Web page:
A great many things New Yorkers claim to be "absolutely the greatest in the universe" actually end up being no better than what you'd find in a Broward County strip mall. But we are happy to report that this famous NYC mobile vendor lives up to the hype. Its first South Florida location is a brick-and-mortar on University Dr, where you'll find savory beef gyros, perfectly seasoned chicken, and hot, crunchy falafel all topped off with one of the spiciest sauces you'll ever try. If you dare. Nothing on the menu is over $9, and the food can make a legitimate claim as some of the best Middle Eastern stuff in Broward.
The new Centro Storico on 10th and Collins is aiming to be the culinary and social hub of the newly reinvented Art Deco district. So that window where you used to saunter up to David's and get a Cuban coffee and pastelito? It's now a pizza window, dishing out authentic Neapolitan-style pies flash-cooked in a 900-degree oven just a few feet behind you. The restaurant is the brainchild of Giovanni Di Palma, the celebrity chef with a long list of celebrity customers, who's importing all his pizza-making ingredients from Italy and sourcing the produce from nearby farms.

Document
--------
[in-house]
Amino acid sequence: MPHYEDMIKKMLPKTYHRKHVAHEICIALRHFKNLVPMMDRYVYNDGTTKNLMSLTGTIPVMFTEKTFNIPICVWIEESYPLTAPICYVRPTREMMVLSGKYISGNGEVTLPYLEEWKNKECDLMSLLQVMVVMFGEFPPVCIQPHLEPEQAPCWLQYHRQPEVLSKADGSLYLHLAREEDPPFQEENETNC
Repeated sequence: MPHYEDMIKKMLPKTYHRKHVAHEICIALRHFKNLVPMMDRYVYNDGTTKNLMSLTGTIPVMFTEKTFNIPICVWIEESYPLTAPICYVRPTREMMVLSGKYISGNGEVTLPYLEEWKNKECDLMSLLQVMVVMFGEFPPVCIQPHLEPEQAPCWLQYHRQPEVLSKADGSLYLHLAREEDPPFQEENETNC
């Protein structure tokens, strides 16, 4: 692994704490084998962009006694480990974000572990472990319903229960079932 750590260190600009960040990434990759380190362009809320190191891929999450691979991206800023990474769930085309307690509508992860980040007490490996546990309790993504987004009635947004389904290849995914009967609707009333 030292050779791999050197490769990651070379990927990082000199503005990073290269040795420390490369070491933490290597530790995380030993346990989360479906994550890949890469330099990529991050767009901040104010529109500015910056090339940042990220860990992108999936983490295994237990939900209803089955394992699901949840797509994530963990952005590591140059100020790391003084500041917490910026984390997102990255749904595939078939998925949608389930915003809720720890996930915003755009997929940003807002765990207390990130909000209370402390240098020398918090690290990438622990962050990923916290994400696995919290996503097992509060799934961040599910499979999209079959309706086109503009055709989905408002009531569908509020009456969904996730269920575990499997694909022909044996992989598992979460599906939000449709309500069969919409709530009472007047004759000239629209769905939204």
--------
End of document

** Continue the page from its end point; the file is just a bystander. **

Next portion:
Many have lamented the authentic Jewish deli going the way of affordable rent and available parking in South Beach. But unlike those last two, the deli has found a rebirth this winter with the opening of Hank and Harry's, from the people who started Burger & Beer Joint. Inside you'll find big, meaty half-pound sandwiches with brisket, pastrami, and corned beef that'll briefly remind you of Wolfie Cohen's. Of course there's also homemade chicken noodle soup, black-and-white cookies, bialys, and the greatest knish the beach has seen in decades. The best part: The prices harken back to Wolfie's too, where even if you want to wash down your monster sandwich with a Dr. Brown's, you're still out of here for under $15.
Ralph Pagano had to find something new to do with his time. So he's opened his first Broward County outpost, a waterfront seafood bar in the B Ocean resort at the Yankee Clipper building. If you've got a big group, especially from out of town, this is a must-hit. It's right on the beach and features rotating, fresh-caught seafood at the help-yourself seafood bar. The stuff they bring to the table is huge, like a-pound-of-stone-crab-claws-and-blackened-snapper-topped-with-crab-and-cracked-conch huge. Sharing is definitely the move, even though the menu says the traditional pastas like cavatappi and pescatore have "carbs that don't count."